As climate talks plod along, the world burns
As the world’s environmental ministers arrive in Cancun, Mexico, for the 19th year of negotiations to address global warming pollution, new climate disasters are killing people across the planet. The slow-moving climate talks are hobbled by insufficient amibition, and uncertainty over whether the United States or China — the world’s largest climate polluters — will follow through with their Copenhagen Accord commitments. The Obama administration’s stated commitment to cut pollution by 17 percent by 2020 from 2005 levels, after Republican climate deniers killed cap-and-trade legislation, now depends on whether the Environmental Protection Agency’s planned greenhouse standards survive a polluter onslaught.
Meanwhile, the building heat trapped by billions of tons of fossil fuel pollution is fueling catastrophic changes in the world’s climate system predicted years ago by scientists:
- The worst wildfires in Israel’s history, fueled by record warmth and drought, “have destroyed large sections of Israel’s northern area” and killed 41 people. Four days of intense battle during the celebration of Hanukkah, with assistance from Greece, Cyprus, Egypt, Jordan, Turkey, Russia, France, Britain, Switzerland, Spain, U.S., Germany, Bulgaria, Italy, Azerbaijan, and others, have finally begun to bring the devastation under control.
- Forty-two separate wildfires are burning in neighboring Lebanon, which has the same tinderbox conditions.
- Dynamic winter-storm systems driven by the rapidly warming Arctic have plunged much of Europe into killer cold weather for the second year in a row, months after a summer of record heat and precipitation. Up to 30 people have frozen to death in Poland, and 30 more were killed in the rest of Europe.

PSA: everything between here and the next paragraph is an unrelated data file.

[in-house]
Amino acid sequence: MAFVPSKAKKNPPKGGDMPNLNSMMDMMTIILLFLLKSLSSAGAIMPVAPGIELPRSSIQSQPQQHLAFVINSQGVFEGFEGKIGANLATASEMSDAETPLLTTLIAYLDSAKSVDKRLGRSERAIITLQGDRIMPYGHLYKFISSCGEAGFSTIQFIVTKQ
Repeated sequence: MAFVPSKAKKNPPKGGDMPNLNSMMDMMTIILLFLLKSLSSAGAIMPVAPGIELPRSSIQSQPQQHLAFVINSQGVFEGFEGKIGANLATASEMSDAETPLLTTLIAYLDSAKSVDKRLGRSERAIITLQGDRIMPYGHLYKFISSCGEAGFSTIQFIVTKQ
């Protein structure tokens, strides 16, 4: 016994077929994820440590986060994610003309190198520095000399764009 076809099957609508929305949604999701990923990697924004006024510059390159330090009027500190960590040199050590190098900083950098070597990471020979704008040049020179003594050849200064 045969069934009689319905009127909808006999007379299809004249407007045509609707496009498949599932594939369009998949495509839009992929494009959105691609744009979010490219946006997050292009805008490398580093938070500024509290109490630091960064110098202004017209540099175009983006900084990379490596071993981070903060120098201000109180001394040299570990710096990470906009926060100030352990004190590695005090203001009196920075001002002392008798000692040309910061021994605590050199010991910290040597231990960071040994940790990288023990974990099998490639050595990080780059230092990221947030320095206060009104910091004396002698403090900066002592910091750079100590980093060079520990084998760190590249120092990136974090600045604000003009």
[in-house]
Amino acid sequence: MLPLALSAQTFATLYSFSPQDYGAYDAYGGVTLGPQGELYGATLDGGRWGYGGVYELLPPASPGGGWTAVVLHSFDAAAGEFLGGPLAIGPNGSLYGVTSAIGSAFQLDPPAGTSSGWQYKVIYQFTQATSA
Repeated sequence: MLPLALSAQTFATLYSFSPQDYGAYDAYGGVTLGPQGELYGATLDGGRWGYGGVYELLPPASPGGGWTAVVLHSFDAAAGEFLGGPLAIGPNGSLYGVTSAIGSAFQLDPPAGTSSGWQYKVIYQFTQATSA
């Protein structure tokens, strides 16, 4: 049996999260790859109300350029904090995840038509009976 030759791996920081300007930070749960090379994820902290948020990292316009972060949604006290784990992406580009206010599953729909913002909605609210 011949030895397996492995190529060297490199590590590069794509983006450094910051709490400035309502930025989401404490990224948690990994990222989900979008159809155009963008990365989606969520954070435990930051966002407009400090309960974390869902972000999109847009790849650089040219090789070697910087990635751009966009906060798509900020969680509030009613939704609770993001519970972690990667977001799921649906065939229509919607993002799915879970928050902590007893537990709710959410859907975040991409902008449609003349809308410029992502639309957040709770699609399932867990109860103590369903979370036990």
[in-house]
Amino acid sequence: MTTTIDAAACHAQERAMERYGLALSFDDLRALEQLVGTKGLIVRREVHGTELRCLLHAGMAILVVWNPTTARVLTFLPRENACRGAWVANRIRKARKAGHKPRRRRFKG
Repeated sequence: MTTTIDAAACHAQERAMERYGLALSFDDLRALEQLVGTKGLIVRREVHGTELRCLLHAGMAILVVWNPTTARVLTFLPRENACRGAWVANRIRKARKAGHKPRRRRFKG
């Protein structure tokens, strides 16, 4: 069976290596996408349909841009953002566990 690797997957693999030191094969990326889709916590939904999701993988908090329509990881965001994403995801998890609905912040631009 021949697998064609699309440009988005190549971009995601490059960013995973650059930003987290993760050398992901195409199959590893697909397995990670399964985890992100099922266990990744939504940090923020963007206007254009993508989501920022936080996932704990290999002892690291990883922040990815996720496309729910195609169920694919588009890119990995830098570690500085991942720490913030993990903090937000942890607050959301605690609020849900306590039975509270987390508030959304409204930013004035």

- Floods have hit Albania, Bosnia and Herzegovina, Croatia, Montenegro, and Serbia after “three weeks of torrential rains,” forcing the evacuation of tens of thousands of people.
- Thousands of people have been evacuated amid catastrophic floods in Australia that have already destroyed $500 million in crops, with rivers still rising.
Thunderstorms, high winds and tornadoes ripped through the southern United States, injuring at least 30 people, destroying buildings, toppling trees, flooding highways, and forcing schools to close.
- New Zealand is facing an intense heatwave and its third consecutive summer of drought.
- “The death toll from the incessant rains in Venezuela has risen to 34,” with “more than 70,000 people who have been affected” by the catastrophic floods.
- “As many as 200 people may have been buried in a landslide Sunday that swept over 10 houses near Medellin, Colombia’s second largest city,” as the country “has been lashed in recent weeks by heavy rains that have left at least 176 people dead and 225 injured, as well as 1.5 million people homeless nationwide.”
- In India, “more than 150 people have died following heavy rains in the coastal districts of Tamil Nadu over the past few days.”
- A “massive wildfire in Tibet‘s Sichuan province killed 22 people, including Chinese soldiers during a rescue operation” on Sunday.
Speaking at the funeral of a teenage volunteer firefighter, President Shimon Peres said the wildfire “disaster taught us that all of us, Jews, Arabs, Druze, and other peoples, share the same fate.” If the climate negotiators in Cancun can find the same sense of solidarity in crisis shown in their home countries, there could be reason for hope.